Before 1842, fresh water was a luxury that only the New York City elite could afford. Epidemics like cholera spread through the rivers and springs of Manhattan, leaving New York City’s ever-growing population at risk of disease. Buildings and businesses caught fire and burned to the ground without a reserve of water to put the flames out. The Croton Aqueduct changed all that, providing a 32-mile gateway for a steady supply of clean water from Upstate New York to downtown Manhattan.
Although the aqueduct could carry up to 100 million gallons of water a day, by the 1870s it became clear that it lacked the capacity to keep up with the demands of new York City’s growing population (in part because of the commercial success of the flush toilet in the 1880s!). The New Croton Aqueduct was complete in 1890 with the ability to distribute 290 million gallons of water a day. Much of the architecture of the old Aqueduct was destroyed, including the majestic Croton Distributing Reservoir at 42nd and 5th Avenue, now home to the main branch of the New York Public Library.
Still, various parts of the Old Aqueduct’s infrastructure are still intact. Listed below are the locations of these remnants.
1. The Croton Distributing Reservoir’s Original Foundation
The old stone work of the Croton Distributing Reservoir can be seen embedded in the foundation of the New York Public Library. Check out Benjamin Waldman’s piece on the old Reservoir.
2. Croton Aqueduct Manhole Cover
A variety of original Croton Aqueduct manhole covers are scattered throughout the city. In Thomas Jefferson Park, along the walkway off 112th Street and 1st Avenue, the Croton Aqueduct manhole, dating from 1866 is one of the oldest manholes in New York City. Another is located at 40th Street and 8th Avenue, and one was formerly next to the Puck Building on Jersey Street in Soho before street was paved over.
3. Old Croton Aqueduct Gatehouses
The Croton Aqueduct gatehouses provided access to the aqueduct for maintenance and regulation of water flow. There are three gatehouses on the Upper West Side along Amsterdam Avenue at 113th, 119th, and 135th Streets. The one above is just by Columbia University on 119th Street, the ones below at 113th and 135th Street, at City College:
4. High Bridge
Marking the border of Manhattan and the Bronx between West 170th and 174th Street, the High Bridge was designed based on the principles of the Roman aqueduct. It fell into disuse as an aqueduct in 1958, but remained open as a pedestrian walkway until the 1970s. High Bridge recently went through a major rehabilitation phase and reopened in 2015.
5. High Bridge Water Tower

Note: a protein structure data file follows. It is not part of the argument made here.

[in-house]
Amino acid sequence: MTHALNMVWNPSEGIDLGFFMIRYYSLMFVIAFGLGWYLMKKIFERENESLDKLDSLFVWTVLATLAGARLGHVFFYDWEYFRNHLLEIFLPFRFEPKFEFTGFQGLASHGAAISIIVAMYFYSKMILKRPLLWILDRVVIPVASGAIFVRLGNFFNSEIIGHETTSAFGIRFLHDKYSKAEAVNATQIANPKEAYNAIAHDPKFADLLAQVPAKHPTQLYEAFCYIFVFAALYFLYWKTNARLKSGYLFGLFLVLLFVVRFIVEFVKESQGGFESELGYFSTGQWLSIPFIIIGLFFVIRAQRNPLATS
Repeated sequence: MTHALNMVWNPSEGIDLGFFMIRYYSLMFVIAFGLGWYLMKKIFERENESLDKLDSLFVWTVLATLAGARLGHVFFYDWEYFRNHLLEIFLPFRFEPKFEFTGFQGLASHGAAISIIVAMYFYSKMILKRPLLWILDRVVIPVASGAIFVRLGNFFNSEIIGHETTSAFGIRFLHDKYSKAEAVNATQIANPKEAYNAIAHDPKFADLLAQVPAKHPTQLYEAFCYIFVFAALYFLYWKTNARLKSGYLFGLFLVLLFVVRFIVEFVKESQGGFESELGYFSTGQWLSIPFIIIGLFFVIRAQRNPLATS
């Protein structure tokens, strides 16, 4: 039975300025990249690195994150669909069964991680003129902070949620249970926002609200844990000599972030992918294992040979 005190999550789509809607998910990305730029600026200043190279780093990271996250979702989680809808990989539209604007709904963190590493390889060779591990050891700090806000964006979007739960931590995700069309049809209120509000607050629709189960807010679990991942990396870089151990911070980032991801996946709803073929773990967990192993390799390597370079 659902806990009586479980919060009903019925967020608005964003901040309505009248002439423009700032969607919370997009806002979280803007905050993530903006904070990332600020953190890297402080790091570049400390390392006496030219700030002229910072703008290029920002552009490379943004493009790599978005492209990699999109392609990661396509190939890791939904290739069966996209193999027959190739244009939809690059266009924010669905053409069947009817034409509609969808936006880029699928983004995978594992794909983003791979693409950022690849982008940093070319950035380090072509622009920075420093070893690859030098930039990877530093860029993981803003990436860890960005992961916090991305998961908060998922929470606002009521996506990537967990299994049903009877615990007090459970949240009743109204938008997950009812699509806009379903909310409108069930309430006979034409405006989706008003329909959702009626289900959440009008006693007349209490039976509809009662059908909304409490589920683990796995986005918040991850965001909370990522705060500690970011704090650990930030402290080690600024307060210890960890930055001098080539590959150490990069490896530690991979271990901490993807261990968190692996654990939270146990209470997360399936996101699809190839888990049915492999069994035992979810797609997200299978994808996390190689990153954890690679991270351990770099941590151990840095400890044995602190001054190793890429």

The High Bridge Water Tower‘s 47,000 gallon tank stored water brought in by the aqueduct, and then pumped it out to the residents of Northern Manhattan. Today the tower is the site of a public pool constructed in 1936 and still in use today.
6. Stone Retaining Walls in High Bridge Park
Photo by Paul Kittas
As seen in the app On Coogan’s Bluff, there are stone retaining walls in High Bridge Park app creator Paul Kittas believes were overlooked in maps by the Friends of the Croton Aqueduct. Kittas tells us, “In 1848, one hundred and sixty seven years ago, the Croton Aqueduct was built here and it looks the same as when the workers walked off the site.” He built the app to allow the curious how to “explore a remote section of Manhattan on your own.”
7. Church of St. Paul the Apostle
Stones from both the Old Croton Aqueduct as well as the Murray Hill Distributing Reservoir were used in the construction of the Church of St. Paul the Apostle, on Columbus Avenue and 60th Street. Built in 1875 to 1885, this church was one of the tallest buildings on the Upper West Side as Upper Manhattan developed and can be seen in vintage photographs showing a landscape of farms.
The stones from the Croton Aqueduct came from “sections of an embankment of the Croton Aqueduct that was originally on the Upper West side and the Croton Distributing Reservoir at 42nd Street (now in New York Public Library, as shown above), as well as Booth’s Theater, which stood at Sixth Avenue and 23rd Street until 1883,” as written in the landmarks designation report for the church. The Upper West Side stones were taken from an abandoned portion of the aqueduct known as the “Clendenning Valley,” between 92nd and 113th Streets. It was written in the New York Tribune that relocating these stones saved the church $20,000 in construction costs.